Gloucestershire &
Gloster Aircraft

Gloucestershire Aircraft Company changed their name to Gloster Aircraft and produced many important types such as the Meteor and the Javelin.

Gloucestershire Aircraft Company

Gloucester Aircraft Logo
In 1917, A.W. Martyn (of architectural woodworking firm HH Martyn) and Hugh Burroughes (General Manager of The Aircraft Manufacturing Company - Airco) joined forces to create The Gloucestershire Aircraft Company.
Based at the Sunningend Works in Cheltenham, the new company was to provide Airco with more production space by taking over the sub-contract component work for Farman aircraft and the Airco DH2.
By 1918, the Gloucestershire Aircraft Company reached peak production and were building up to 45 Bristol Fighters per week and as production requirements increased a number of local business concerns became involved in the war effort. Complete aircraft (with wings detached) were transported by road to Brockworth aerodrome where a new Air Board Acceptance Park had been built.  In time, Brockworth (just outside Hucclecote) would eventually become the new home of the Gloucestershire Aircraft Company.
At the end of World War I, the company continued in the aircraft industry despite the financial blow caused by the collapse of Airco resulting in only partial compensation for the cancellation of outstanding contracts after the 11th November Armistice. 
Gloucestershire Aircraft Company wasted no time in acquiring quantities of Nieuport Nighthawk components which they placed into storage.   
In 1920, designer Henry Folland joined the company when Nieuport & General Aircraft finally closed down, bringing with him the rights for the Nieuport Nighthawk and after a few design modifications they supplied 50 aircraft (known as Sparrowhawks) to the Imperial Japanese Navy. Eventually they went on to produce 92 Sparrowhawks.
Gloucester Nighthawk production at Cheltenham Nieuport Nighthawk production in Cheltenham
The company changed its name to Gloster Aircraft Company in December 1926 because customers outside the UK found the original name difficult to pronounce.

Genealogy (Gloucesterhire Aircraft Company)

1917 Gloucestershire Aircraft Company 
1926 Gloster Aircraft Company 
1960 Whitworth Gloster Aircraft Limited                               
1963 Hawker Siddeley Aviation 
1977 British Aerospace 
1999  BAE Systems 

Gloster Aircraft Company

Gloster logoIn 1926, the Gloucestershire Aircraft Company had changed its name to the Gloster Aircraft Company.  Just 8 years later however, Gloster itself was taken over by Hawker Aircraft Limited although it continued to trade under its own brand name for many years.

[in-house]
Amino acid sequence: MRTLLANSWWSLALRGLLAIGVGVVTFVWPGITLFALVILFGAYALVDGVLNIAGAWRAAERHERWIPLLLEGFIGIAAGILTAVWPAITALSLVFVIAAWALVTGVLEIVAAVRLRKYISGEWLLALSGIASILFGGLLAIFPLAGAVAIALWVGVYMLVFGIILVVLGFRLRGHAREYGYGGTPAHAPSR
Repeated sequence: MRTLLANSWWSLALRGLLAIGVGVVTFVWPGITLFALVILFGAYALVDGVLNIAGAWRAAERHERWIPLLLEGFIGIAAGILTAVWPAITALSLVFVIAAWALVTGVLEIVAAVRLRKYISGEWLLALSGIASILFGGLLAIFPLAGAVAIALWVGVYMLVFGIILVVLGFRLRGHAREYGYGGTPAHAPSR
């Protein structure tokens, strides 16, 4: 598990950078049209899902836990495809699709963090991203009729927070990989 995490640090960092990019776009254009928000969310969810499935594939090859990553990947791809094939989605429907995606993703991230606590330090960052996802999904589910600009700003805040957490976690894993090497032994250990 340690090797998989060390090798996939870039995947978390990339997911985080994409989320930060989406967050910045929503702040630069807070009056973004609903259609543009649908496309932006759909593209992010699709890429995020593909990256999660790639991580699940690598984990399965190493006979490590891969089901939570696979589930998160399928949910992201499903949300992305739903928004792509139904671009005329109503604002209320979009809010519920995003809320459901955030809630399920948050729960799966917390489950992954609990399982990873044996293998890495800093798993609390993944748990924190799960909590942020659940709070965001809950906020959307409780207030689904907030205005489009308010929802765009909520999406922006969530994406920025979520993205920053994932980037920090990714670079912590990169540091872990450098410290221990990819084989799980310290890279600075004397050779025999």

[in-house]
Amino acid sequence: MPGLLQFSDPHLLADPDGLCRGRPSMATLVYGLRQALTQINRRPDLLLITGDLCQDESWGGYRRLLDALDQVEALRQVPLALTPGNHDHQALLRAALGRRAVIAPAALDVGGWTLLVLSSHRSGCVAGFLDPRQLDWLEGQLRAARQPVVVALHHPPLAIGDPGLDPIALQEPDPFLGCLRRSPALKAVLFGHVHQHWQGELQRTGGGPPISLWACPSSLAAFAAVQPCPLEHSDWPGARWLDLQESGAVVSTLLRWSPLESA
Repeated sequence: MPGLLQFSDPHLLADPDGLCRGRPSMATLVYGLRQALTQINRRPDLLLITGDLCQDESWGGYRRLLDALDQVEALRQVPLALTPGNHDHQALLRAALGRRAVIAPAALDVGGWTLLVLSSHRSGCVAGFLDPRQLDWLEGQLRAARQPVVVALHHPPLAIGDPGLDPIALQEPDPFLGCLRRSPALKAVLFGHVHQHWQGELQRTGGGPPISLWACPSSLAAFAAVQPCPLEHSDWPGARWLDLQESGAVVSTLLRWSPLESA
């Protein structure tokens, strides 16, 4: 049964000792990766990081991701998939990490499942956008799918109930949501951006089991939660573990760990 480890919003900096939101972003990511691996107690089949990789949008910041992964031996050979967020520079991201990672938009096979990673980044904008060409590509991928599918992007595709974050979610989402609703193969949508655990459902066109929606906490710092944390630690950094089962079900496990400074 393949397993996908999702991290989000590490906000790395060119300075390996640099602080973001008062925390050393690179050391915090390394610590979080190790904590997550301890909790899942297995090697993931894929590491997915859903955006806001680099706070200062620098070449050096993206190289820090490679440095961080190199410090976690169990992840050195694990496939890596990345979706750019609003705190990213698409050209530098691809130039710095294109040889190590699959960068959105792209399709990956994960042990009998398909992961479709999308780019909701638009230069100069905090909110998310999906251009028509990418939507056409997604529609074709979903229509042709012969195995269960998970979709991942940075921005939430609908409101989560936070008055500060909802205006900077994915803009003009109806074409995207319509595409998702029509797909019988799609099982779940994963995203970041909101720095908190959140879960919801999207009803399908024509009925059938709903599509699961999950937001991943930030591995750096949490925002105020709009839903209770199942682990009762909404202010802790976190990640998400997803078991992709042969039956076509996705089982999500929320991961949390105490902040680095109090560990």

In the same year (1934), it produced the iconic Gloster Gladiator biplane of which it built 747 aircraft.


At the outbreak of World War II, Gloster Aircraft Company had little in the way of modern designs and so undertook the manufacture of Hawker aircraft.  During the first 12 months of the conflict, Gloster built over 1,000 Hawker Hurricanes, delivering the last of the 2,750 it constructed in 1942.  Production then switched to Hawker Typhoons for the RAF of which it built all but 17 of the 3,317 aircraft produced.

Although deeply involved with the war effort, Gloster is probably best remembered for its involvement with a new technology, that of the turbo-jet engine invented by Sir Frank Whittle.

On 15th May 1941, the first test flight of the Gloster E28/39 took off from Cranwell (although during early taxying trials at Brockworth it is also claimed it became airborne). This aircraft led the way for the introduction of the Gloster Meteor, the only Allied jet-fighter to be used in World War II.  Production continued post-war with more than 3,800 being built.

Air to air photograph of Gloster GA5 Javelin prototype WD804 Air to air photograph of Gloster GA5 Javelin prototype WD804


In 1952, the company turned to delta-winged aircraft with the Gloster Javelin although the restricted facilities at Brockworth meant that aircraft were finally completed and flown from nearby RAF Moreton Valence.

1961 saw Gloster Aircraft Company merge with Sir WG Armstrong Whitworth Aircraft Limited to form Whitworth Gloster Aircraft Limited.  In 1963 this was changed once again to become the Avro Whitworth Division of Hawker Siddeley Aviation and so finally, the Gloster name disappeared from aviation. 

Brockworth was closed in 1964 although BAE Systems still retains premises in nearby Hucclecote.


  Gloucestershire Aircraft Company
1926 Gloster Aircraft Company
1960 Whitworth Gloster Aircraft Limited                                                
1963 Hawker Siddeley Aviation
1977 British Aerospace
1999 BAE Systems


1921 Mars 1927 Goldfinch
1921 Sparrowhawk                                  1927 Gambet
1922 Mars VI Nighthawk            1928 Gnatsnapper
1922 Mars X Nightjar 1929 Gloster VI
1923 Gannet 1929 A.S.31 Survey
1923 Grebe 1932 TC.33
1923 Grouse 1932 TSR.38
1924 Gorcock 1934 Gauntlet
1924 Gloster II 1934 Gladiator
1925 Gloster III 1937 F.5/34
1925 Gamecock 1939 F.9/37
1925 Guan 1941 E.28/39
1925 Goral 1944 Meteor / Meteor F8 Prone Pilot
1926 Goring 1948 E.1/44
1927 Gloster IV 1954 Javelin

Other Information